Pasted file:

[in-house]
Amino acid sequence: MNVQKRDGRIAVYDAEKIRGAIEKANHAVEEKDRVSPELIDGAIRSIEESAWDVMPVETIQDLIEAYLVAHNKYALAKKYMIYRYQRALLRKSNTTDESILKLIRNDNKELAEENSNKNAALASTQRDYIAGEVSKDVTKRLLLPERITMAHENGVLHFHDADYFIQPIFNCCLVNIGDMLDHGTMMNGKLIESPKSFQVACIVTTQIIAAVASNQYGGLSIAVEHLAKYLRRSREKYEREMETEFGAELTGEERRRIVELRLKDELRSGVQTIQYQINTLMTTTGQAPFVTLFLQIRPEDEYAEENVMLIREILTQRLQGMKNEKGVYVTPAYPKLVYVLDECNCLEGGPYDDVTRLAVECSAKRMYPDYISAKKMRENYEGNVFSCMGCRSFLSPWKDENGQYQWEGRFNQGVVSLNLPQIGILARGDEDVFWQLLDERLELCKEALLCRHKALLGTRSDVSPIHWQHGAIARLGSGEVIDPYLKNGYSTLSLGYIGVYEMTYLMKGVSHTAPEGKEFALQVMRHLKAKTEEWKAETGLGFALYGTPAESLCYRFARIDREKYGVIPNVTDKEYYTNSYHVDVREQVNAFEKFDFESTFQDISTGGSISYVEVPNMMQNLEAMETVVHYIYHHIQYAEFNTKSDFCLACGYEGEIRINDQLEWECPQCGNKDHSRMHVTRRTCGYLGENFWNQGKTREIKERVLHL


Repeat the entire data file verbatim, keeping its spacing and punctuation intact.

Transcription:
[in-house]
Amino acid sequence: MNVQKRDGRIAVYDAEKIRGAIEKANHAVEEKDRVSPELIDGAIRSIEESAWDVMPVETIQDLIEAYLVAHNKYALAKKYMIYRYQRALLRKSNTTDESILKLIRNDNKELAEENSNKNAALASTQRDYIAGEVSKDVTKRLLLPERITMAHENGVLHFHDADYFIQPIFNCCLVNIGDMLDHGTMMNGKLIESPKSFQVACIVTTQIIAAVASNQYGGLSIAVEHLAKYLRRSREKYEREMETEFGAELTGEERRRIVELRLKDELRSGVQTIQYQINTLMTTTGQAPFVTLFLQIRPEDEYAEENVMLIREILTQRLQGMKNEKGVYVTPAYPKLVYVLDECNCLEGGPYDDVTRLAVECSAKRMYPDYISAKKMRENYEGNVFSCMGCRSFLSPWKDENGQYQWEGRFNQGVVSLNLPQIGILARGDEDVFWQLLDERLELCKEALLCRHKALLGTRSDVSPIHWQHGAIARLGSGEVIDPYLKNGYSTLSLGYIGVYEMTYLMKGVSHTAPEGKEFALQVMRHLKAKTEEWKAETGLGFALYGTPAESLCYRFARIDREKYGVIPNVTDKEYYTNSYHVDVREQVNAFEKFDFESTFQDISTGGSISYVEVPNMMQNLEAMETVVHYIYHHIQYAEFNTKSDFCLACGYEGEIRINDQLEWECPQCGNKDHSRMHVTRRTCGYLGENFWNQGKTREIKERVLHL